International Beer Day 2020
Raising a glass in the age of Coronavirus
IT’S a year like no other. After drought, bushfires and now in the grip of COVID-19 restrictions, Australians have earned a beer. It’s been a long time between drinks for many of us, says Brewers Association of Australia CEO Brett Heffernan.
“Have we ever more looked forward to having a beer with mates? Perhaps, that’s the message out of this International Beer Day. The appreciation of our usual way of life and the joy a schooner at the pub or a stubby around the barbie will bring when family and friends are reunited,” he said.
“Usually we mark the first Friday in August, International Beer Day, by celebrating the economic and social contribution beer makes in Australia. Typically, our brewers drive around $16 billion in economic activity and support 13,500 direct jobs and 100,000 jobs throughout the supply chain. But it’s a different story this year.
“While Australian-made beer remains a local manufacturing success, with 85% of all beer sold in Australia being made in Australia, the sector has been doing it tough, particularly in hospitality.
“The impact on the hospitality sector has been catastrophic with around 500,000 jobs lost. These are typically young people, working through uni and getting their start in work. Pubs, clubs, restaurants and cafes have seen some $8.5 billion wiped from their sales.
“Our three major brewers – CUB, Lion and Coopers – have strived to support the hospitality sector, including crediting for returned kegs that cannot be sold during the first lock-down, free beer deliveries and two-for-one offers upon re-opening, and providing growlers to foster takeaway sales to keep pubs afloat.
“Still, so far, reclaimed kegs have resulted in more than 4.5 million litres of beer being poured down the drain.
“While volumes are down, breweries have instigated even higher production standards and social distancing measures to ensure ongoing production. It has been vital for our supply chain partners like the barley and hop growers, maltsters, packaging suppliers, truck drivers and others who rely on brewers’ $1.8 billion a year spending on these goods and services.
“Even brewing by-products, like Vegemite and feed for the dairy and pig farmers, have been able to continue.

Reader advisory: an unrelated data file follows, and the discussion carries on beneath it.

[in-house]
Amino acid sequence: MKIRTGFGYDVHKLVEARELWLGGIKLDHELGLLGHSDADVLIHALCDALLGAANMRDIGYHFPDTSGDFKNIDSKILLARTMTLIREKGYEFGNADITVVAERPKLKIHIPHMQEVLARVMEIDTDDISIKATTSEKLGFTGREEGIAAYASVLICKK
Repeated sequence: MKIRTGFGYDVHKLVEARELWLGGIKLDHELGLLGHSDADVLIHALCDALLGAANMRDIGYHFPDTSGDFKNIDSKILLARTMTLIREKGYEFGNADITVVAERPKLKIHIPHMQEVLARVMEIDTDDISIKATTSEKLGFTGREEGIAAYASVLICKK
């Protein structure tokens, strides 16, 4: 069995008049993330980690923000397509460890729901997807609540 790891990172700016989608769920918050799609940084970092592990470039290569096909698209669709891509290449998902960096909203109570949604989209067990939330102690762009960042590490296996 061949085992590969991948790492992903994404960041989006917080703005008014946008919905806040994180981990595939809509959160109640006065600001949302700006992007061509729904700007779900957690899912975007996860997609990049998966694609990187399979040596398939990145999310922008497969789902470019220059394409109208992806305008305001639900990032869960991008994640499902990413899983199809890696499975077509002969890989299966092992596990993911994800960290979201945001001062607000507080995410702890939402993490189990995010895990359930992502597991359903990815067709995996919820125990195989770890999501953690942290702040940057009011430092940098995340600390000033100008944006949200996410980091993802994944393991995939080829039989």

“With CPI in negative territory for the half-year, drinkers were served a reprieve from the usual August beer tax increase. It’s bittersweet. While good that consumers have been spared the extra tax hit, the CPI fall is because the economy is tanking due to the pandemic.
“It would be better for the government to remove the ambiguity and uncertainty of future tax increases in February by freezing the excise rate for, at least, 12 months as part of the October Federal Budget. It will essentially cost nothing to do so, but will give brewers, publicans and consumers much-needed certainty when cost-of-living pressures and job losses are biting.
“Aussies still pay the fourth highest beer tax in the industrialised world.
“In Australian dollar terms, at $2.26 per litre, Aussies pay 15-times more than Spain ($0.15), 7-times more than the US ($0.31), 6-times more than Canada ($0.35), 4.5-times more than France and Italy ($0.50) and approaching double that of New Zealand ($1.26).
“In March, the Brits froze their beer tax at $1.52 to save local jobs. In April, Germany deferred its beer tax in response to COVID-19, moving from $0.13 to zero.
“Tax on Aussie-made beer reaps more than $2 billion a year for the Federal Treasury. That doesn’t include the GST on the excise or the GST collected at the retail end, which comes in at another $1.5 billion.
“If you’re raising a glass today, we can be grateful for much. There are many far worse off. And that beer will taste even better when we get to enjoy it in the company of family and friends. That’s something to look forward to. We can all drink to that.”